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Pittsburgh has experience large influxes of immigrants through its long history. Many came to the region to escape an oppressive ruler or to simply seek a better future. Today, immigrants are still coming to Pittsburgh. The greatest concentration is not coming from Europe. According to The U. S. State Department, only Mexico sends more immigrants to the states than India.
The 1970 U.S. Census counted 51,000 Indian immigrants in the United States. By 2006, that number had increased to 1.5 million. Half of all Indians in the U.S. live in just five states: California, New Jersey, New York, Texas and Illinois. Although Pennsylvania is not on that list it still has seem a rapid growth in its population of Indian immigrants. According to the census, approximately 14,000 Indian-born immigrants live in Pittsburgh.
Indian immigration to Pittsburgh has paralleled the city’s rise from a blue-collar, industrial-based economy to a white-collar, high-tech and medical services economy. Many of the Indian immigrants who come to the area take professional positions. These include but are not limited to doctors or engineers. During the 1980s the abundance of high-tech positions may have attracted them. Pittsburgh abundance of medical schools and hospitals understandably brings in medical professionals. Our fine universities also attract Indian immigrants, enrolling approximately 100 students from India each year.
Places of Worship
The Sri Venkateswara Temple has also been a key piece that could have brought in Indian immigrants. In 1978 the temple was built in Penn Hills by Hindu worshipers. The stark white temple with its striking architecture overlooks the Parkway East. It is a focal point in Pittsburgh for Indians of the Hindu faith. It is patterned after the sacred Tirupati Venkateswara Temple in Andhra Pradesh, India. The beautiful temple brings in Hindus to visit it from around the country as well as the world. One of its most noted elements is the Golden Chariot.
Roughly 80 percent of India practices. leaving 20 percent of its citizens to practice a array of religions. Jainism advocates pacifism and non-violence to all living things. The Hindu-Jain Temple in Monroeville opened in 1990 to accommodate the burgeoning need for a place to gather and worship. Christianity is only a minority religion in India. There are Indian Christians in the area and they too have a church. The Asian Indian Christian church on Greentree Road is where they worship. It has also become increasingly common to find Indians at Roman Catholic masses in Pittsburgh.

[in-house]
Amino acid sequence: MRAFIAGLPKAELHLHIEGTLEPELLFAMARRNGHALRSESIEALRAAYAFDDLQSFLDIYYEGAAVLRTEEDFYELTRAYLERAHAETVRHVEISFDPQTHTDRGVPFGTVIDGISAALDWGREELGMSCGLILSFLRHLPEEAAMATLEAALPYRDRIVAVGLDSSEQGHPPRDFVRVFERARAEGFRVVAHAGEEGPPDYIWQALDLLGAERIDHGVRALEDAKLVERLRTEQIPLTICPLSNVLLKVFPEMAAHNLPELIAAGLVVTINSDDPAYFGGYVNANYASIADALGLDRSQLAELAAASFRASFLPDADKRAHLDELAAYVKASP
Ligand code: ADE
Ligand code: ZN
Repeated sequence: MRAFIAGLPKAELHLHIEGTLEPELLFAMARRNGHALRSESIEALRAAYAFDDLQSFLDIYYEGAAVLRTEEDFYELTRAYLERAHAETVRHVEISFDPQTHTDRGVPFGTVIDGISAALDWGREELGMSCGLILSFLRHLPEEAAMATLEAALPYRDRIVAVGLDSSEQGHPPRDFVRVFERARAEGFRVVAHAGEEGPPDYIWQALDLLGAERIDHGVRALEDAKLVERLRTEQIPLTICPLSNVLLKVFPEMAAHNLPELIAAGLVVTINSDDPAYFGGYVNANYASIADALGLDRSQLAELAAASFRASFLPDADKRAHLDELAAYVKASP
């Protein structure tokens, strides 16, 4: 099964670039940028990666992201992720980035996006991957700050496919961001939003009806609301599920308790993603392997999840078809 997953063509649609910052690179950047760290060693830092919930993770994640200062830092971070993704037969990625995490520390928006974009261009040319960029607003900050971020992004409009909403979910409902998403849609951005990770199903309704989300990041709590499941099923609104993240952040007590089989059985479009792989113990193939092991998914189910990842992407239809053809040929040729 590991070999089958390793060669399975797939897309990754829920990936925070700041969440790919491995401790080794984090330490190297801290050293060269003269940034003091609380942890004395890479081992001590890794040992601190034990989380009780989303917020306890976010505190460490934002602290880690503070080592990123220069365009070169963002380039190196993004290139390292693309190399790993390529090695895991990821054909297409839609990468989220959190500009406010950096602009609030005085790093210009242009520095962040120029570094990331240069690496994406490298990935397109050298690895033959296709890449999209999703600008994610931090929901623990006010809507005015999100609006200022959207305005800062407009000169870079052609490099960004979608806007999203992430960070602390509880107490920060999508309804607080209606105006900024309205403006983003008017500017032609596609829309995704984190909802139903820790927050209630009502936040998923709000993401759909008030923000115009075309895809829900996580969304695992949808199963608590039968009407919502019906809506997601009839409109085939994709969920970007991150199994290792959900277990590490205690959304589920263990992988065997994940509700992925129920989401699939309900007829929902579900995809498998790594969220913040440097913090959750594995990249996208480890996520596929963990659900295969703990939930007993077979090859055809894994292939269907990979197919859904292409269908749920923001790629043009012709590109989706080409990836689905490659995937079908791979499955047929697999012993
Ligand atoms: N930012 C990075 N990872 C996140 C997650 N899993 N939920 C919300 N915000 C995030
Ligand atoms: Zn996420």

Why No “Little India?”
The many nationalities that immigrated to Pittsburgh years ago would create small segregated communities. This was mostly due to language and geographical barriers. India’s immigrants began arriving well after suck outdated isolations were needed. Therefore, you will not find a “Little India” or “Indian Town” in Pittsburgh. Indians have managed to blend rather seamlessly into the Pittsburgh culture.
One challenge that all immigrants face is how to embrace their new culture without losing their original one. In addition to religious services, many of the faith communities offer educational and cultural programs that help Indians retain their heritage. The Indian Cultural Association of Pittsburgh located in the North Hills provides Hindi language classes and lessons on Indian geography, history, sports, music, dance, and art. The Nationality Rooms in the Cathedral of Learning at the University of Pittsburgh boasts an Indian classroom. Finished in 2000, the room is modeled after a courtyard from Nalanda University and showcases Indian art, architecture, and the National Symbol of India.
The Pittsburgh area has several fine Indian restaurants and markets that are not only frequented by Indians but by those outside the culture as well. Besides the cuisine, you might be surprised to find how vibrant the Indian culture is in Pittsburgh. The Cinemark Cinemas in Robinson Township often have special showings of Bollywood features. And the local cable fitness channel offers exercise videos featuring aerobic dance incorporating Indian folk steps.
The Indian culture is one of the oldest on earth. For many years those in the West knew very little about the Indian culture. Most Westerners’ knowledge has been limited to yoga, the Taj Mahal and the work of peerless peace and freedom activist Mahatma Gandhi. The blossoming of the Indian culture in America and Pittsburgh has been subtle and beautiful like the opening of a lotus. Pittsburgh says Namaste to the Indians residing here and to those from India who come to visit.